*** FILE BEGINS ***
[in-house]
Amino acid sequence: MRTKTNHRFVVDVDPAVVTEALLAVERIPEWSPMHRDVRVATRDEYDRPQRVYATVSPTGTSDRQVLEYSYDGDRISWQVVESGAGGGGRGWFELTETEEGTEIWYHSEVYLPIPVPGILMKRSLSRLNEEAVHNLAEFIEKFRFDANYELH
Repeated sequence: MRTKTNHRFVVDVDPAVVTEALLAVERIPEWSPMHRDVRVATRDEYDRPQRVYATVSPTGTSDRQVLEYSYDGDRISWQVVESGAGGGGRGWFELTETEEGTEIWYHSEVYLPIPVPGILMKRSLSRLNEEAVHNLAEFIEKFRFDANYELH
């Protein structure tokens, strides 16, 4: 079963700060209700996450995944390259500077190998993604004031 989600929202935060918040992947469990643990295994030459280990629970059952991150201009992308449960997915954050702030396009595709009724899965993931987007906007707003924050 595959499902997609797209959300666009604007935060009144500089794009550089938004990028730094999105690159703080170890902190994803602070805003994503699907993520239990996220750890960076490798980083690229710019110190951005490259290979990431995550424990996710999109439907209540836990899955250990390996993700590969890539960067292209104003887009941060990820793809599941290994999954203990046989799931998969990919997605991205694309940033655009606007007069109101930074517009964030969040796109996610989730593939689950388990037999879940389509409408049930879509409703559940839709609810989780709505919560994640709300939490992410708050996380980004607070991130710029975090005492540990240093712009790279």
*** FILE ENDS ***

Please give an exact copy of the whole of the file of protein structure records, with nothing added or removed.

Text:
[in-house]
Amino acid sequence: MRTKTNHRFVVDVDPAVVTEALLAVERIPEWSPMHRDVRVATRDEYDRPQRVYATVSPTGTSDRQVLEYSYDGDRISWQVVESGAGGGGRGWFELTETEEGTEIWYHSEVYLPIPVPGILMKRSLSRLNEEAVHNLAEFIEKFRFDANYELH
Repeated sequence: MRTKTNHRFVVDVDPAVVTEALLAVERIPEWSPMHRDVRVATRDEYDRPQRVYATVSPTGTSDRQVLEYSYDGDRISWQVVESGAGGGGRGWFELTETEEGTEIWYHSEVYLPIPVPGILMKRSLSRLNEEAVHNLAEFIEKFRFDANYELH
């Protein structure tokens, strides 16, 4: 079963700060209700996450995944390259500077190998993604004031 989600929202935060918040992947469990643990295994030459280990629970059952991150201009992308449960997915954050702030396009595709009724899965993931987007906007707003924050 595959499902997609797209959300666009604007935060009144500089794009550089938004990028730094999105690159703080170890902190994803602070805003994503699907993520239990996220750890960076490798980083690229710019110190951005490259290979990431995550424990996710999109439907209540836990899955250990390996993700590969890539960067292209104003887009941060990820793809599941290994999954203990046989799931998969990919997605991205694309940033655009606007007069109101930074517009964030969040796109996610989730593939689950388990037999879940389509409408049930879509409703559940839709609810989780709505919560994640709300939490992410708050996380980004607070991130710029975090005492540990240093712009790279």